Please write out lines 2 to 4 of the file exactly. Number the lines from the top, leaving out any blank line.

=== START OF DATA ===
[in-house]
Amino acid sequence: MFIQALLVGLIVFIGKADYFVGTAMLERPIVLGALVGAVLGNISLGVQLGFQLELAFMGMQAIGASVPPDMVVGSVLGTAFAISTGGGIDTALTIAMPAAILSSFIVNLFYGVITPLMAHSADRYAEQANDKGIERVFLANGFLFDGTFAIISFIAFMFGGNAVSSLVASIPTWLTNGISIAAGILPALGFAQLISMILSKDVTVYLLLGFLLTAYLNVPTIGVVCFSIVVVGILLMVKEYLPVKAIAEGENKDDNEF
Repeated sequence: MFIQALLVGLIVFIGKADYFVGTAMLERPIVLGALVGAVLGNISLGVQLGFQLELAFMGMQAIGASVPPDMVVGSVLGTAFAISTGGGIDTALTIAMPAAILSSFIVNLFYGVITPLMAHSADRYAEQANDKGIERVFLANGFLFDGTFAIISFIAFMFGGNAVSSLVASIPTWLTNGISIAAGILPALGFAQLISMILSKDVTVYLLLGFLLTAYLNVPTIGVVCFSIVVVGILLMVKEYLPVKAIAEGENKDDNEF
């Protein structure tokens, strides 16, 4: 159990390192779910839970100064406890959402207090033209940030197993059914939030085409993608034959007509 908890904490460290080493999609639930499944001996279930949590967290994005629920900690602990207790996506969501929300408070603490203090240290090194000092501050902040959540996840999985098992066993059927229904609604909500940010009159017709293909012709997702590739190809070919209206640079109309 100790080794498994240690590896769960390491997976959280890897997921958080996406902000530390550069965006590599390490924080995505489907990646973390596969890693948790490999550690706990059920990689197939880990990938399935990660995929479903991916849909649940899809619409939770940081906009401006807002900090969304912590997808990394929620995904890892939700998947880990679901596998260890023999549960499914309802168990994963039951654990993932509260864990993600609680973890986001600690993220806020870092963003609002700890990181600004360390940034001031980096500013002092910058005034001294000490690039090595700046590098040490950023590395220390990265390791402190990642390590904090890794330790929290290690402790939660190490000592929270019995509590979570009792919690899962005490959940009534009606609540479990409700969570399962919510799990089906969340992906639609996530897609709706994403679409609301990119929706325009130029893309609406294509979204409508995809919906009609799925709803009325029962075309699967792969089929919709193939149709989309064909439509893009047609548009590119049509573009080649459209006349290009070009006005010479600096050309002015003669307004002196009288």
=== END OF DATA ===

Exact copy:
Amino acid sequence: MFIQALLVGLIVFIGKADYFVGTAMLERPIVLGALVGAVLGNISLGVQLGFQLELAFMGMQAIGASVPPDMVVGSVLGTAFAISTGGGIDTALTIAMPAAILSSFIVNLFYGVITPLMAHSADRYAEQANDKGIERVFLANGFLFDGTFAIISFIAFMFGGNAVSSLVASIPTWLTNGISIAAGILPALGFAQLISMILSKDVTVYLLLGFLLTAYLNVPTIGVVCFSIVVVGILLMVKEYLPVKAIAEGENKDDNEF
Repeated sequence: MFIQALLVGLIVFIGKADYFVGTAMLERPIVLGALVGAVLGNISLGVQLGFQLELAFMGMQAIGASVPPDMVVGSVLGTAFAISTGGGIDTALTIAMPAAILSSFIVNLFYGVITPLMAHSADRYAEQANDKGIERVFLANGFLFDGTFAIISFIAFMFGGNAVSSLVASIPTWLTNGISIAAGILPALGFAQLISMILSKDVTVYLLLGFLLTAYLNVPTIGVVCFSIVVVGILLMVKEYLPVKAIAEGENKDDNEF
């Protein structure tokens, strides 16, 4: 159990390192779910839970100064406890959402207090033209940030197993059914939030085409993608034959007509 908890904490460290080493999609639930499944001996279930949590967290994005629920900690602990207790996506969501929300408070603490203090240290090194000092501050902040959540996840999985098992066993059927229904609604909500940010009159017709293909012709997702590739190809070919209206640079109309 100790080794498994240690590896769960390491997976959280890897997921958080996406902000530390550069965006590599390490924080995505489907990646973390596969890693948790490999550690706990059920990689197939880990990938399935990660995929479903991916849909649940899809619409939770940081906009401006807002900090969304912590997808990394929620995904890892939700998947880990679901596998260890023999549960499914309802168990994963039951654990993932509260864990993600609680973890986001600690993220806020870092963003609002700890990181600004360390940034001031980096500013002092910058005034001294000490690039090595700046590098040490950023590395220390990265390791402190990642390590904090890794330790929290290690402790939660190490000592929270019995509590979570009792919690899962005490959940009534009606609540479990409700969570399962919510799990089906969340992906639609996530897609709706994403679409609301990119929706325009130029893309609406294509979204409508995809919906009609799925709803009325029962075309699967792969089929919709193939149709989309064909439509893009047609548009590119049509573009080649459209006349290009070009006005010479600096050309002015003669307004002196009288």